“Our filing with the World Health Organization marks another important step in our effort to combat COVID-19 and also in our unwavering commitment to equitable access,” commented Dr Paul Stoffels, Vice Chairman of the Executive Committee and Chief Scientific Officer of Johnson & Johnson. “If we are to end the global pandemic, life-saving innovations like vaccines must be within reach for all countries.”
The EUL procedure assesses the suitability of novel health products during public health emergencies. The objective is to make medicines, vaccines and diagnostics available as rapidly as possible, while adhering to stringent criteria of safety, efficacy and quality. The assessment weighs the threat posed by the emergency against the benefit that would accrue from the use of the product against any potential risks.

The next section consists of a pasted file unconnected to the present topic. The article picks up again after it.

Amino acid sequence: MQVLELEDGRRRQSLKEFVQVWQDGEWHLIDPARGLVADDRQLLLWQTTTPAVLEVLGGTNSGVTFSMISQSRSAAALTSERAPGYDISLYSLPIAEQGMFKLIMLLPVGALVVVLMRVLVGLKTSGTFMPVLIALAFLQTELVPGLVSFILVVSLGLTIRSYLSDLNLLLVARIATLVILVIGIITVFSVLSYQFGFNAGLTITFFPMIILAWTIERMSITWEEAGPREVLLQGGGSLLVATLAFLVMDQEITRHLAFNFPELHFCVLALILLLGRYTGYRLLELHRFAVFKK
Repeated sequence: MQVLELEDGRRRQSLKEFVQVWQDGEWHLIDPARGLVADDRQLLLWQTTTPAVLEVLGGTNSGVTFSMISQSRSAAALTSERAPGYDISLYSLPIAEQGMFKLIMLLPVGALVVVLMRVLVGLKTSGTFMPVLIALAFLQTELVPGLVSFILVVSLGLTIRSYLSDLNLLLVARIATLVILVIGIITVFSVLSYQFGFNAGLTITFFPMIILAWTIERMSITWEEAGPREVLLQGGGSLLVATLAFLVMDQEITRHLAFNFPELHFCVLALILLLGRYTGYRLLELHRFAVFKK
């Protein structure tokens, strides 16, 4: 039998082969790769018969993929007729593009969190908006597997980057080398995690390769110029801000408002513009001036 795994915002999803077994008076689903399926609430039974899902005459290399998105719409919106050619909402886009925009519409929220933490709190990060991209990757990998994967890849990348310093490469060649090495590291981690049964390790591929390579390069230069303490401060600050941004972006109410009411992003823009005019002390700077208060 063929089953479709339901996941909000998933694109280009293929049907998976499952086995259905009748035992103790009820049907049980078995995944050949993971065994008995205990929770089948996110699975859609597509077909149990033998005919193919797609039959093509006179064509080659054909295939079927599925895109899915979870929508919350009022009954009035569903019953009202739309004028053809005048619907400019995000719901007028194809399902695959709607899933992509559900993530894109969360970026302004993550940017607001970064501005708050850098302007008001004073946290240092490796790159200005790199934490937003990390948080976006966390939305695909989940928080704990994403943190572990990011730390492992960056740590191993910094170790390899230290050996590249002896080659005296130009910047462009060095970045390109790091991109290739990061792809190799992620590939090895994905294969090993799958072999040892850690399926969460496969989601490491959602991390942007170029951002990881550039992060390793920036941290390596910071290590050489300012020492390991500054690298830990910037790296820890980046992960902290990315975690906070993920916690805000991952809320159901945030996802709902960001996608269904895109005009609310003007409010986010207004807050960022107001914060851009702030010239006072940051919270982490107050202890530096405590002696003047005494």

The EUL pathway involves a rigorous assessment of Phase II and Phase III clinical trial data as well as substantial additional data on safety, efficacy, quality and a risk management plan.
As part of the EUL process, the company producing the vaccine must commit to continue to generate data to enable full licensure and WHO prequalification of the vaccine, a process that ensures the vaccine meets the necessary standards of quality, safety and efficacy for broader availability.
Additionally, EUL is a prerequisite to supply vaccines to the new COVAX Facility, a global mechanism for pooled procurement and distribution of COVID-19 vaccines in 191 countries, 92 of which are lower-income countries.
In December 2020, the Company entered into an agreement in principle with Gavi – the Vaccine Alliance in support of the COVAX Facility. The Company and Gavi expect to enter into an Advance Purchase Agreement (APA) that would provide up to 500 million doses of the Janssen vaccine to COVAX through 2022.
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